Victoria is bracing for more wild weather with warnings of life-threatening flash flooding and severe thunderstorms across the state.
- Heavy rain and thunderstorms expected to hit parts of Victoria this afternoon and evening
- BOM warning of potential hail and flash flooding
- Stratford, near Sale, had 50mm of rain overnight
The Bureau of Meteorology (BOM) is warning of heavy rainfall and potential flash flooding in the Mallee, Northern Country, Wimmera and parts of Gippsland between Warragul, Mt Baw Baw and Sale.
“Severe thunderstorms are likely to produce intense rainfall that may lead to dangerous and life-threatening flash flooding and large hailstones over the next several hours,” a weather warning said.
Already a severe thunderstorm over Stratford in Gippsland produced 82mm of rain today, while 61mm of rain has fallen at Mt Moornapa, north of Sale.
The State Emergency Service is warning people in storm-affected areas to check outdoor furniture, umbrellas and trampolines are safely secured and to avoid driving where possible.
The BOM also put out a flood warning just before midday for people in North East Victoria and East Gippsland.
The bureau warned significant areas in the flood-watch area had been affected by bushfires, which could “result in faster and stronger river responses to rainfall.”
There were forecasts of 20-50mm of rain in flood-watch areas between today and tomorrow, with isolated totals of up to 100mm possible.
The BOM has warned this will increase the risk of localised flooding, landslides and debris across roads in fire-affected areas.
If people are on the road in dangerous conditions, they should pull over away from trees, drains and low-lying areas, the SES says.
Weather at it’s ‘weirdest’
In Brewster, west of Ballarat, farmer Ian Mathews told the ABC he had received 205mm of rain overnight, after losing 130 acres of pasture to fire on Wednesday.
“It’s just unbelievable, it was that heavy and intense,” he said of the rain.
“From fire to floods in a matter of four or five days, but on the whole the rain, that much of it, has been a bit of a nuisance, but it hasn’t done that much damage,” he said.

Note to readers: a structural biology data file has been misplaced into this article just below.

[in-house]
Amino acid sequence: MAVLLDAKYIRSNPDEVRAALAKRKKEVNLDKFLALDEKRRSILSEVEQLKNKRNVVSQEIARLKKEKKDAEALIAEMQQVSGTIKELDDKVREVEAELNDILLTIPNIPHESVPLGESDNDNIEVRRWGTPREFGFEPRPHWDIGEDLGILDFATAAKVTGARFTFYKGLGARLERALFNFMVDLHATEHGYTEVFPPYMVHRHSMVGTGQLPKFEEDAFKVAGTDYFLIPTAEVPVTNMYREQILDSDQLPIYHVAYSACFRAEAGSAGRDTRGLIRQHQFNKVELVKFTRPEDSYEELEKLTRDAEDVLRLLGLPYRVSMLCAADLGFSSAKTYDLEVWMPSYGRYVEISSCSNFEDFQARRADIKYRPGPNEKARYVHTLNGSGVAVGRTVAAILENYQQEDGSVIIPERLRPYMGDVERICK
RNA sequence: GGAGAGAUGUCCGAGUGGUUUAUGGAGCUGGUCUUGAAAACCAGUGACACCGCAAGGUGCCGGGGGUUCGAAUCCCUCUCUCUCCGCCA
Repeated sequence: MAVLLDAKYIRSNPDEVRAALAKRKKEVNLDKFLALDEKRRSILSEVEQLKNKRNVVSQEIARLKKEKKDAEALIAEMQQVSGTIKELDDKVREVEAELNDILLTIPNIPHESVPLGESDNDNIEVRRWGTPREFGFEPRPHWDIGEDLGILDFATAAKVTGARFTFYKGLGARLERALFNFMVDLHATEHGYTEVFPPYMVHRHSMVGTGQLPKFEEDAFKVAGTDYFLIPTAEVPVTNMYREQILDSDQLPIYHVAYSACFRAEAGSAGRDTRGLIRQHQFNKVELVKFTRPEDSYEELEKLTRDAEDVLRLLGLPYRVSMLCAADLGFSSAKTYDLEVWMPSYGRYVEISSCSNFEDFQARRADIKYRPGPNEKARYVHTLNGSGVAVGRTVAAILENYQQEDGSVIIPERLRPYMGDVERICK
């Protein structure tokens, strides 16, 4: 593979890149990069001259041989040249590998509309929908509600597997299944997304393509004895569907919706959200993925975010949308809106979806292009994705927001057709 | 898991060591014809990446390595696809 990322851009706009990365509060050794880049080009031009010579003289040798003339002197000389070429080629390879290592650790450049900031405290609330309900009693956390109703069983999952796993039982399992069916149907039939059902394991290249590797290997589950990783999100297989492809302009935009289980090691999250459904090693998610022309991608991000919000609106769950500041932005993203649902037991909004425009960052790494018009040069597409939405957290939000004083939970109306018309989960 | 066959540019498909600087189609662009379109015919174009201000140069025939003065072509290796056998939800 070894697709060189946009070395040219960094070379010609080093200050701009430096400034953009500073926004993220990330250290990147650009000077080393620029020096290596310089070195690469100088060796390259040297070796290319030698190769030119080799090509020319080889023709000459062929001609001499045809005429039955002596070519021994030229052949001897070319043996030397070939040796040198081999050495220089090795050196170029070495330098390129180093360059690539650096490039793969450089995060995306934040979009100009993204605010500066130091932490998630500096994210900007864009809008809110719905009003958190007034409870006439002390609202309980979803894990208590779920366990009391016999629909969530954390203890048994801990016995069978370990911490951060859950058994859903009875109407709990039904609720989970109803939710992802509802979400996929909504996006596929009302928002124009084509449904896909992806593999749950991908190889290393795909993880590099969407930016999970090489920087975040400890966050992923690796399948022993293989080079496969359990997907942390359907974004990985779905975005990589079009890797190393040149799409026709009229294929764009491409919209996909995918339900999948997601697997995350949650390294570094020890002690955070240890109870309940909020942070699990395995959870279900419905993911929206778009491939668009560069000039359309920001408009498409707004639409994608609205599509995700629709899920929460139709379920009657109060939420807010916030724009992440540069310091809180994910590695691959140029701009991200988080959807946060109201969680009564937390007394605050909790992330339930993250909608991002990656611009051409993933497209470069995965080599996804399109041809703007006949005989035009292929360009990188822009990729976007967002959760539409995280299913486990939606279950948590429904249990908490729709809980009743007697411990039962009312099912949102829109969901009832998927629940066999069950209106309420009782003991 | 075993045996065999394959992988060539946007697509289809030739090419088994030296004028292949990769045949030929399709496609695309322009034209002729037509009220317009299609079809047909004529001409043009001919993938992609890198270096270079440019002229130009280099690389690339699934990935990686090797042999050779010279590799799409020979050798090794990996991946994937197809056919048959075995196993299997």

Carley Hodge is a farmer in Stratford, which has been affected by drought. She said couldn’t be happier with the heavy rain that started falling last night.
“I have never slept so well with the rain on the roof, I mean there is nothing like rain to put you to sleep, especially after this long,” she said.
Stratford on the River Tourist Park owner Shaun Perrett said he was shocked the region was finally getting rain after experiencing dry conditions for so long.
“The river is coming up a little way but probably because it has had no rain forever there is a whole lot of stuff washing down as well,” he said.
That included bits of trees and debris.
Mr Perrett said he had been running around clearing drains, but there had no been any serious issues with the downpour.
“It is a bit of a relief, we are just hoping they are getting a bit of rain further east.”
Hail could hit Melbourne again
Heavy rain was also forecast for Melbourne, possibly bringing more hail, after flash flooding and golf ball-sized hail destroyed skylights and roofs yesterday.
Meteorologist Dean Narramore said there was the potential for hail to hit isolated areas in Melbourne again on Monday.
Mr Narramore said between 10 millimetres and 30mm of rain was expected in most Melbourne suburbs, but some would miss out.
Gusty winds through southern parts of the state will pick up today, prompting a strong wind warning for Port Phillip Bay.
State Emergency Service duty officer Gerry Sheridan told the ABC this morning that the SES received 1,500 callouts in the past 24 hours, with about 1,200 coming from metropolitan Melbourne.
Eastern suburbs including Glen Iris, Malvern, Warrandyte and Templestowe were hit the hardest, with Malvern SES volunteers receiving more than 450 calls for assistance in just two hours last night.
The majority of the calls concerned flooding and roof damage caused by hail smashing roof tiles and skylights.
There were about 250 callouts for fallen trees, and four people across the state had to be rescued when they drove into floodwaters.
Firefighters and SES volunteers were called to a fallen tree at 6:30pm in Settlement Road, Thomastown, which was blocking four lanes of traffic and had damaged powerlines.
The state also experienced sporadic power outages but there was no major impact on infrastructure.
Wednesday to see increased fire risk
Mr Narramore said the storms would clear tomorrow, bringing sunshine and clear skies.
But the fire danger is expected to rise to severe and extreme in the north-west, north, and Wimmera from Wednesday afternoon when temperatures hit about 38 degrees Celsius.
Raised dust could also hit the north-west, and the fire danger is forecast to be very high for the rest of the state.
Melbourne temperatures will reach about 31C.
“The rain should help the north-east and east, but the wind will be worry from Wednesday afternoon until the evening and overnight as you get into the fire zones,” Mr Narramore said.
The current forecast for Australia Day weekend is for a sunny three days, but Mr Narramore said that could change.
Fire at Pipers Creek downgraded
Despite the torrential rain weather, an emergency warning was issued about 9:30pm last night for an out-of-control bushfire at Pastoria and Pipers Creek, near the Macedon Ranges.
An emergency warning was also issued for Lancefield and Newham, but both were downgraded to an advice warning by 10:45pm.
A rescue helicopter clipped a powerline in the area this morning but landed safely and was undamaged.
A number of watch and act warnings were downgraded to advice warnings overnight for the Upper Murray and in and around Mount Buffalo and Bright.